How to Fix Timber Frames to Concrete or Brick Walls
- Frame fixings. Lengths of timber, stud walls or any other type of thick material can be fixed to masonry with frame fixings. These are like a long wall plug. An 8mm to 10mm hole is first drilled through timber and masonry behind it and the fixing tapped home until the edge is flush with the timber. Then the screw is either screwed or hammered into the plastic sleeve. You can also use these fixings for attaching things to masonry walls, after the walls have been insulated with composite drywall/insulation boards, e.g., radiators. Choose an appropriate length so that the part of the fixing that expands is within the masonry.
- Express anchors. Another option for attaching timber beams, fence posts, door frames etc to walls is to use nail express anchors. These fixings are hollow with a slot in the side and slightly larger than the hole which is drilled for them. When hammered into a hole, they squeeze tight and wedge firmly into position. They can also be used for joining timber as they provide the advantage of a screw, resisting being pulled out, and the convenience of a nail. The disadvantage of course is that unlike a frame fixing, they are permanent and can't be easily removed.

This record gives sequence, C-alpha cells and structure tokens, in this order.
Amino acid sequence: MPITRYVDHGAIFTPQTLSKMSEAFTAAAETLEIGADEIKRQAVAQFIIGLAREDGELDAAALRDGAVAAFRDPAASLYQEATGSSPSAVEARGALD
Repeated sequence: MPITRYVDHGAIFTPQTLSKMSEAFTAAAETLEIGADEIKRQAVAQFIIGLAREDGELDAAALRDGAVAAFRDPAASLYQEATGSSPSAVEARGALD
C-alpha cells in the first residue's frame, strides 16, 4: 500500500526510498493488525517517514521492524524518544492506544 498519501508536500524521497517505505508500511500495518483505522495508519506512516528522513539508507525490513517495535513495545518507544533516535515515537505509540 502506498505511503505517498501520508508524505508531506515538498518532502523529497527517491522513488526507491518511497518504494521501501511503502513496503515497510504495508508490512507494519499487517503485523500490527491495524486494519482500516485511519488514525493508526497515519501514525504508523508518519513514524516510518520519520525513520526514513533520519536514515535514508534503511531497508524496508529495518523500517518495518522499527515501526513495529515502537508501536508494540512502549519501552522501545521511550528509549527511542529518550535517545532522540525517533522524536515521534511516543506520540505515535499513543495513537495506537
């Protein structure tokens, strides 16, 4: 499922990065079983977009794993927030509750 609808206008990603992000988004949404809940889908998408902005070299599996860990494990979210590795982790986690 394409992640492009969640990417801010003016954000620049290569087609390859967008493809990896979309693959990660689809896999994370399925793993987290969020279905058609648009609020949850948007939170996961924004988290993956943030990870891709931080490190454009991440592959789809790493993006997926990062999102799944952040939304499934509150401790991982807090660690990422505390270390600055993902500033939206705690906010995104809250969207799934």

Neither frame fixings nor express anchors are recommended for fixing into cavity blocks. In any case, they should be at least 4 inches (100mm) in from the edges of blocks and spaced no closer than 4 inches to prevent cracking of the masonry.
An 11-Minute Video Showing How to Drill Steel, Wood, and Using Wall Plugs in Concrete
This article is accurate and true to the best of the author’s knowledge. Content is for informational or entertainment purposes only and does not substitute for personal counsel or professional advice in business, financial, legal, or technical matters.
© 2011 Eugene Brennan
lucille12 on April 05, 2015:
The right hangers can certainly help in organizing your home and eliminating the piles that lay around the home.